Fighting Pathogens:


A New Test to Save Crops

By Rita Waimer

Every year, viruses kill millions of dollars of crops in Florida alone. Add to that the other tropical and subtropical regions of the world where these viruses spread and you see that they’re an immense problem, especially in areas like West and Central Africa where vegetables are essential to people’s livelihood.

Many of these viruses belong to the genus Begomovirus, which emerged over the last 30 years and infects a wide range of dicotyledonous plants, including crops like tomatoes, beans, squash and cotton. When one of these viruses infects a crop, usually spread from one plant to another by insects like whiteflies, the grower must treat the plants and manage the outbreak as quickly as possible to minimize losses. If left unchecked, the virus could substantially reduce the yields of the plants it has infected. But even if a grower notices viral symptoms early, it still takes time to run tests and then manage the outbreak.

Finding the Virus

The challenge here is that many pathogens cause the same symptoms, so you can’t simply look at the symptoms a plant is exhibiting and recognize what pathogen has infected it. While the symptoms may give the grower an idea of what’s wrong, the only way to be sure is to run a few tests. So growers must take a sample from an infected plant and send it to a lab, where it can be tested to see exactly which virus is the culprit.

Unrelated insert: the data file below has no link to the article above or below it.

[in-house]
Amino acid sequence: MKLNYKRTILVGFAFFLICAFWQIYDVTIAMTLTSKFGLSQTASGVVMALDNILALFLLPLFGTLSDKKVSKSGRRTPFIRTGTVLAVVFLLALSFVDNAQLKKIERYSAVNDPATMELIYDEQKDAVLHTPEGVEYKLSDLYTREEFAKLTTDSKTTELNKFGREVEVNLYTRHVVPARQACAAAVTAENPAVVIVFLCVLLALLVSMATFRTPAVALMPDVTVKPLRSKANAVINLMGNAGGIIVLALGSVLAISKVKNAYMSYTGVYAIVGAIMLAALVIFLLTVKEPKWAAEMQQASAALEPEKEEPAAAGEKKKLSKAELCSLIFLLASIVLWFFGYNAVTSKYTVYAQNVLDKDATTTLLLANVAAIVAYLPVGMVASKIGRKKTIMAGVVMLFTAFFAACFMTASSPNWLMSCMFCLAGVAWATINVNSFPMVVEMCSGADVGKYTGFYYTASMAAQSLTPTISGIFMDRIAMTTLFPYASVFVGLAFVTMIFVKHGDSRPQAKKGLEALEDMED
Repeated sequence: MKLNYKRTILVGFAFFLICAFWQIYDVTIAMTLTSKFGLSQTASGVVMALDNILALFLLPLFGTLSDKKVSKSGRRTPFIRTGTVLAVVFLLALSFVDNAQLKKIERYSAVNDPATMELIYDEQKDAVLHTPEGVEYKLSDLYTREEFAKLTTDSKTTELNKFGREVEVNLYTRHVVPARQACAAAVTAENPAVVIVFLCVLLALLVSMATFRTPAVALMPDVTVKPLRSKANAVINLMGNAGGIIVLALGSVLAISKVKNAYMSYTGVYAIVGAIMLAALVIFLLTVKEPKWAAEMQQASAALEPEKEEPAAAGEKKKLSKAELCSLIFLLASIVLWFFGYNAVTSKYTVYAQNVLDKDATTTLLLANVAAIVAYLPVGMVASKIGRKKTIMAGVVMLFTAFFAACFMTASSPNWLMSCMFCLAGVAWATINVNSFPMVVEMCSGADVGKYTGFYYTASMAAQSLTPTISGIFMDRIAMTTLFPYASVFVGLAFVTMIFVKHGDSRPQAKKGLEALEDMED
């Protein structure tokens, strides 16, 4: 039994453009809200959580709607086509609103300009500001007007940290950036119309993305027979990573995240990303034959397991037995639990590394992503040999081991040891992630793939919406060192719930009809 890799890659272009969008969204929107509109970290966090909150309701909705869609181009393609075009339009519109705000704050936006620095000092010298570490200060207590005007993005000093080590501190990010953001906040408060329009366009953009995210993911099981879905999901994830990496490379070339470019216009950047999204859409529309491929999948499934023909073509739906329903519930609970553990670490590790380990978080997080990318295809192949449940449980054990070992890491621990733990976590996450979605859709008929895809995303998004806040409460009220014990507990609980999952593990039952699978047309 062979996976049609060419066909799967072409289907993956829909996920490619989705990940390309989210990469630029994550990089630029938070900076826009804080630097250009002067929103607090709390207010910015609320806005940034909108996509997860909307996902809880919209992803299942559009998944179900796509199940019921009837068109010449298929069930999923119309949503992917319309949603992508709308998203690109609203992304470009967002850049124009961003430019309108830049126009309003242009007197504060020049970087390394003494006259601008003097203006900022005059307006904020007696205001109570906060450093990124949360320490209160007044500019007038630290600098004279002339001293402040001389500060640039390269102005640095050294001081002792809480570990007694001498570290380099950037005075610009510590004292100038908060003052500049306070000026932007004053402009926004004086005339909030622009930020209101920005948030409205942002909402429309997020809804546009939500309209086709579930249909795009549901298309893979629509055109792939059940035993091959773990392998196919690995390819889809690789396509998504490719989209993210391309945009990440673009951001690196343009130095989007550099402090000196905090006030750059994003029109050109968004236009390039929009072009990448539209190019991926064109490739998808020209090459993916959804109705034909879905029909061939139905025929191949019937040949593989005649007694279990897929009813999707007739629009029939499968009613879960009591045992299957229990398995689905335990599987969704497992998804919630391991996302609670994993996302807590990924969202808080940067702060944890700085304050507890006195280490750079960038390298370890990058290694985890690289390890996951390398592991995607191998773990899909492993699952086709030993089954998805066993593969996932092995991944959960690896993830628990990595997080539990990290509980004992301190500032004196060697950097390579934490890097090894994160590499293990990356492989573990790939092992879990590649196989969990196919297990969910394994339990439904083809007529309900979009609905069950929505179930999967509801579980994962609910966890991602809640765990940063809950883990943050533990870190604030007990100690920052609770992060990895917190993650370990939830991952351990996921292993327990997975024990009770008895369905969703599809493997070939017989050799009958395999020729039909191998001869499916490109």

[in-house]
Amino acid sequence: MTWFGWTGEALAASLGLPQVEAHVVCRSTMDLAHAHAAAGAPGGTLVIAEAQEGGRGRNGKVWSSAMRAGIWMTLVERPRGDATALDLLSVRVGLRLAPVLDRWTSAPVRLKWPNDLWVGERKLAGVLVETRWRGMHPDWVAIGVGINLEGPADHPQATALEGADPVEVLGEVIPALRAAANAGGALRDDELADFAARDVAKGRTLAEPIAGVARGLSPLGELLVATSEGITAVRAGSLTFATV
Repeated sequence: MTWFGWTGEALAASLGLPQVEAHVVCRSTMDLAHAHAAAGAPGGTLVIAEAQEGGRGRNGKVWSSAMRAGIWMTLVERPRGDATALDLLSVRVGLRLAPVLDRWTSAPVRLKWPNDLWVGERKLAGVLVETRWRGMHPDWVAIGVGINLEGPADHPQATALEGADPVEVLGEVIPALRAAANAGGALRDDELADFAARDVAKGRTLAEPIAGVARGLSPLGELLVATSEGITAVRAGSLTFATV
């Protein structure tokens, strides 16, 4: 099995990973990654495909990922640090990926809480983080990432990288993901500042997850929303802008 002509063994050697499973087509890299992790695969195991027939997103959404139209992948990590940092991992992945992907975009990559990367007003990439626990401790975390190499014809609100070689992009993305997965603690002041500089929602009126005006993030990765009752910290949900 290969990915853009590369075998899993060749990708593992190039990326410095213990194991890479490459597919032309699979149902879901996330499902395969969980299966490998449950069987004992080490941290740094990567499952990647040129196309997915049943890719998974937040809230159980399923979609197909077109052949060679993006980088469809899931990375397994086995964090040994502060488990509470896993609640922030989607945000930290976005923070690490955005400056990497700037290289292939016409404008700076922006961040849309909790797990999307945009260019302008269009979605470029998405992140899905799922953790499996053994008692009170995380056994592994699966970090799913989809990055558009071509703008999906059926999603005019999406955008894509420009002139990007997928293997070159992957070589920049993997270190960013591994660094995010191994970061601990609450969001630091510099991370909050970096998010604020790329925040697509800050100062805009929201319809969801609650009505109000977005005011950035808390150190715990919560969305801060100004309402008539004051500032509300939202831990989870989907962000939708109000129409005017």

“Knowing which pathogen is causing the symptoms is essential to knowing what to do to minimize its spread to other plants and other crops, and reduce yield losses,” said Polston.

With fungus and bacteria, simply culturing the sample is all it takes to get an accurate identification. But viruses can’t be cultured, so the lab must use polymerase chain reaction tests in the hopes of identifying part of the virus. But these tests take a lot of time, and beyond that they’re expensive. As a result many diagnostic labs decide against testing, leaving many outbreaks managed incorrectly or not managed at all. Even if they do run the tests, answers are not always guaranteed: there are 1,600 known plant viruses, and assays exist for only a fraction of them. Many growers are left with inconclusive or inaccurate results and a field of dying crops — a hefty expense.

A Better Way

Thankfully, the days of slow, expensive tests that may not even produce meaningful results could be numbered: In a new study published in the Virology Journal, Jane Polston revealed that recombinase polymerase amplification can identify the cause of a disease faster and cheaper than PCR tests. Working at the University of Florida Institute of Food and Agricultural Sciences — home to one of the best plant disease diagnostic facilities in the country — she and her colleagues modified the test to check for viruses transmitted by whiteflies in Florida. Their new test makes it easier for labs to identify viruses in plants and crops, which in turn makes it easier for growers to quickly respond to and manage

an outbreak, giving them a better chance to save their crops and avoid losses. The UF/IFAS Plant Diagnostic Center officially adopted the new test in the summer of 2016 to benefit Florida’s growers, and Polston and her team hope that other clinics will follow suit and use the test to better equip themselves to diagnose plant viruses.